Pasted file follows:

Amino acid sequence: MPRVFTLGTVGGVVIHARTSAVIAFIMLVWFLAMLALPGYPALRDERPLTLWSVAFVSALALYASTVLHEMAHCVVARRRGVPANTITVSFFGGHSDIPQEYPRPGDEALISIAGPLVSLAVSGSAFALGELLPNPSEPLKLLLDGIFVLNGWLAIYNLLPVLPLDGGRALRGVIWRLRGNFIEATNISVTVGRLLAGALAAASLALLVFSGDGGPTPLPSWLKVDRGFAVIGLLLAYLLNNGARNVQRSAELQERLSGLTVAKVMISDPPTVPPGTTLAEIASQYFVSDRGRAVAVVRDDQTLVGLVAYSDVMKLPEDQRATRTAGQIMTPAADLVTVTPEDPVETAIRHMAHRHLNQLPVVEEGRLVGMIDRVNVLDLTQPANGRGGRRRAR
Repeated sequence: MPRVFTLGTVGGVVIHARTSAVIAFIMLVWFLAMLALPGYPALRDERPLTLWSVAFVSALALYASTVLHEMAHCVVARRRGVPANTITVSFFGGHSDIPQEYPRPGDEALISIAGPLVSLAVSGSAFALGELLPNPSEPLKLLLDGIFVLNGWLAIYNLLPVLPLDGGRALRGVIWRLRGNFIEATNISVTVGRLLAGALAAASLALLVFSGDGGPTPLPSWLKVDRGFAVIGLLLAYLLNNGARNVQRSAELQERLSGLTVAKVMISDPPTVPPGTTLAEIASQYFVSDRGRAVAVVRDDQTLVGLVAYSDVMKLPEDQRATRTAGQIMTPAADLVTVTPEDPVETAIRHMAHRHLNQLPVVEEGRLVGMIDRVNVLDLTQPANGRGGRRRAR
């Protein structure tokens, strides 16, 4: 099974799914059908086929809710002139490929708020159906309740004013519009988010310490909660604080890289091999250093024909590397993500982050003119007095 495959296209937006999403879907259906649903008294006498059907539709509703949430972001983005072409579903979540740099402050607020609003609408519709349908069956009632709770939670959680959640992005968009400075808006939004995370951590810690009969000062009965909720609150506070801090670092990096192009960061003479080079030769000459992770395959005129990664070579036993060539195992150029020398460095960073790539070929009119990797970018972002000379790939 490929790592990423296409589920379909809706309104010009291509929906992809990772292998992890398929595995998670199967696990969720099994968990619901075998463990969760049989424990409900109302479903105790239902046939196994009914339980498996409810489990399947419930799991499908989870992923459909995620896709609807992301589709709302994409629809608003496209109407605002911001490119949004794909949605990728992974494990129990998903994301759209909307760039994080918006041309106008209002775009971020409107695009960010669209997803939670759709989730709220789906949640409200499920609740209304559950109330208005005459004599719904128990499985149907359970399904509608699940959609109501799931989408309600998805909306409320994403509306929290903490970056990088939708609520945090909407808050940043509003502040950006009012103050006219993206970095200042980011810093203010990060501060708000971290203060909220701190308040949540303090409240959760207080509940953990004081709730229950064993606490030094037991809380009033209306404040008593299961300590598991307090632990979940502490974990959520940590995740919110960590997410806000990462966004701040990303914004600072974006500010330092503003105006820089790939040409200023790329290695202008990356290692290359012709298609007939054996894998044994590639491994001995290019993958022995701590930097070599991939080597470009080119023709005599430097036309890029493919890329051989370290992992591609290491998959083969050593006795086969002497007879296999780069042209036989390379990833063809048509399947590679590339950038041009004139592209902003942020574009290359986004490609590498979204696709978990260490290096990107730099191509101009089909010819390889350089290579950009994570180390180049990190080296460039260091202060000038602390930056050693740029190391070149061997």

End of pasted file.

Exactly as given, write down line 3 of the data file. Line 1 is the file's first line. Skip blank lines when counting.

């Protein structure tokens, strides 16, 4: 099974799914059908086929809710002139490929708020159906309740004013519009988010310490909660604080890289091999250093024909590397993500982050003119007095 495959296209937006999403879907259906649903008294006498059907539709509703949430972001983005072409579903979540740099402050607020609003609408519709349908069956009632709770939670959680959640992005968009400075808006939004995370951590810690009969000062009965909720609150506070801090670092990096192009960061003479080079030769000459992770395959005129990664070579036993060539195992150029020398460095960073790539070929009119990797970018972002000379790939 490929790592990423296409589920379909809706309104010009291509929906992809990772292998992890398929595995998670199967696990969720099994968990619901075998463990969760049989424990409900109302479903105790239902046939196994009914339980498996409810489990399947419930799991499908989870992923459909995620896709609807992301589709709302994409629809608003496209109407605002911001490119949004794909949605990728992974494990129990998903994301759209909307760039994080918006041309106008209002775009971020409107695009960010669209997803939670759709989730709220789906949640409200499920609740209304559950109330208005005459004599719904128990499985149907359970399904509608699940959609109501799931989408309600998805909306409320994403509306929290903490970056990088939708609520945090909407808050940043509003502040950006009012103050006219993206970095200042980011810093203010990060501060708000971290203060909220701190308040949540303090409240959760207080509940953990004081709730229950064993606490030094037991809380009033209306404040008593299961300590598991307090632990979940502490974990959520940590995740919110960590997410806000990462966004701040990303914004600072974006500010330092503003105006820089790939040409200023790329290695202008990356290692290359012709298609007939054996894998044994590639491994001995290019993958022995701590930097070599991939080597470009080119023709005599430097036309890029493919890329051989370290992992591609290491998959083969050593006795086969002497007879296999780069042209036989390379990833063809048509399947590679590339950038041009004139592209902003942020574009290359986004490609590498979204696709978990260490290096990107730099191509101009089909010819390889350089290579950009994570180390180049990190080296460039260091202060000038602390930056050693740029190391070149061997």